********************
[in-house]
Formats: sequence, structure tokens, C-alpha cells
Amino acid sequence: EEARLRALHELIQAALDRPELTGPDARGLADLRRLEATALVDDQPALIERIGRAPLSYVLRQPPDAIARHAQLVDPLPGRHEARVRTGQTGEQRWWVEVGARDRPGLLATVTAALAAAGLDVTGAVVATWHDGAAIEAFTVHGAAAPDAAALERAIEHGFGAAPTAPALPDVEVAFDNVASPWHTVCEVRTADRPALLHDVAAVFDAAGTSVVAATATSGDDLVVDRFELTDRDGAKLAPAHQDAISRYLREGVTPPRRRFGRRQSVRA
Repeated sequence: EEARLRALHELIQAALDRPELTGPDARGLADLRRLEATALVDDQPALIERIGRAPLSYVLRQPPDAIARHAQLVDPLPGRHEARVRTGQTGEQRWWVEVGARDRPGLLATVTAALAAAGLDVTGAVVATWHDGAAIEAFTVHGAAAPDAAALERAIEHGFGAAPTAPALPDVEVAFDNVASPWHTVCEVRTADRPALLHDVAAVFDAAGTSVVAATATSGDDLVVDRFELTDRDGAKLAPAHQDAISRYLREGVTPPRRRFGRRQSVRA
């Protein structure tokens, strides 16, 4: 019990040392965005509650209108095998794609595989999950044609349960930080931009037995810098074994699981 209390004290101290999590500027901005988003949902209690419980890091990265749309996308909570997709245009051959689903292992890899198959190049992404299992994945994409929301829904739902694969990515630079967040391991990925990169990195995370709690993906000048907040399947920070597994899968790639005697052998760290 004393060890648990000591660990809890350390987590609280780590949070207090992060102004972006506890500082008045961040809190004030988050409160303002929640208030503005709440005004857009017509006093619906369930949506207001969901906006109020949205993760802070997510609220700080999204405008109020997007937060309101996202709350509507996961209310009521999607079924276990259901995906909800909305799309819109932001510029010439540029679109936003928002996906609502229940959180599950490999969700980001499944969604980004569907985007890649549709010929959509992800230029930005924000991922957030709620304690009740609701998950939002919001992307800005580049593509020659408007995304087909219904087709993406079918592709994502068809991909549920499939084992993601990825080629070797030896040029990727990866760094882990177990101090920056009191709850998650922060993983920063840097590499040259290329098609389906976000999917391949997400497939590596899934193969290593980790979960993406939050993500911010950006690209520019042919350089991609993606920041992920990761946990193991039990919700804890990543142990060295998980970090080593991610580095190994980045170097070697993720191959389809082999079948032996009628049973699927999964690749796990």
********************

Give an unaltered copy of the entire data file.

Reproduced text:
[in-house]
Formats: sequence, structure tokens, C-alpha cells
Amino acid sequence: EEARLRALHELIQAALDRPELTGPDARGLADLRRLEATALVDDQPALIERIGRAPLSYVLRQPPDAIARHAQLVDPLPGRHEARVRTGQTGEQRWWVEVGARDRPGLLATVTAALAAAGLDVTGAVVATWHDGAAIEAFTVHGAAAPDAAALERAIEHGFGAAPTAPALPDVEVAFDNVASPWHTVCEVRTADRPALLHDVAAVFDAAGTSVVAATATSGDDLVVDRFELTDRDGAKLAPAHQDAISRYLREGVTPPRRRFGRRQSVRA
Repeated sequence: EEARLRALHELIQAALDRPELTGPDARGLADLRRLEATALVDDQPALIERIGRAPLSYVLRQPPDAIARHAQLVDPLPGRHEARVRTGQTGEQRWWVEVGARDRPGLLATVTAALAAAGLDVTGAVVATWHDGAAIEAFTVHGAAAPDAAALERAIEHGFGAAPTAPALPDVEVAFDNVASPWHTVCEVRTADRPALLHDVAAVFDAAGTSVVAATATSGDDLVVDRFELTDRDGAKLAPAHQDAISRYLREGVTPPRRRFGRRQSVRA
């Protein structure tokens, strides 16, 4: 019990040392965005509650209108095998794609595989999950044609349960930080931009037995810098074994699981 209390004290101290999590500027901005988003949902209690419980890091990265749309996308909570997709245009051959689903292992890899198959190049992404299992994945994409929301829904739902694969990515630079967040391991990925990169990195995370709690993906000048907040399947920070597994899968790639005697052998760290 004393060890648990000591660990809890350390987590609280780590949070207090992060102004972006506890500082008045961040809190004030988050409160303002929640208030503005709440005004857009017509006093619906369930949506207001969901906006109020949205993760802070997510609220700080999204405008109020997007937060309101996202709350509507996961209310009521999607079924276990259901995906909800909305799309819109932001510029010439540029679109936003928002996906609502229940959180599950490999969700980001499944969604980004569907985007890649549709010929959509992800230029930005924000991922957030709620304690009740609701998950939002919001992307800005580049593509020659408007995304087909219904087709993406079918592709994502068809991909549920499939084992993601990825080629070797030896040029990727990866760094882990177990101090920056009191709850998650922060993983920063840097590499040259290329098609389906976000999917391949997400497939590596899934193969290593980790979960993406939050993500911010950006690209520019042919350089991609993606920041992920990761946990193991039990919700804890990543142990060295998980970090080593991610580095190994980045170097070697993720191959389809082999079948032996009628049973699927999964690749796990």